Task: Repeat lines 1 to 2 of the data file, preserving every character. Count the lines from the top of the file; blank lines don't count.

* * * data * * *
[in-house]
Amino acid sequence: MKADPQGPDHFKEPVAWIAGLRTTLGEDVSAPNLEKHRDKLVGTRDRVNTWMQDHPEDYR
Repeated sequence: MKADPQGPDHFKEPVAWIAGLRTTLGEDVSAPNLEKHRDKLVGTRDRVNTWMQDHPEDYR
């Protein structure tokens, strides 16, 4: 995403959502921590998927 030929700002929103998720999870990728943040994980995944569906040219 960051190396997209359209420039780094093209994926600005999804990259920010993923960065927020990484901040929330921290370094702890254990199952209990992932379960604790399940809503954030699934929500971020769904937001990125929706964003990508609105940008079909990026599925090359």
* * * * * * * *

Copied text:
[in-house]
Amino acid sequence: MKADPQGPDHFKEPVAWIAGLRTTLGEDVSAPNLEKHRDKLVGTRDRVNTWMQDHPEDYR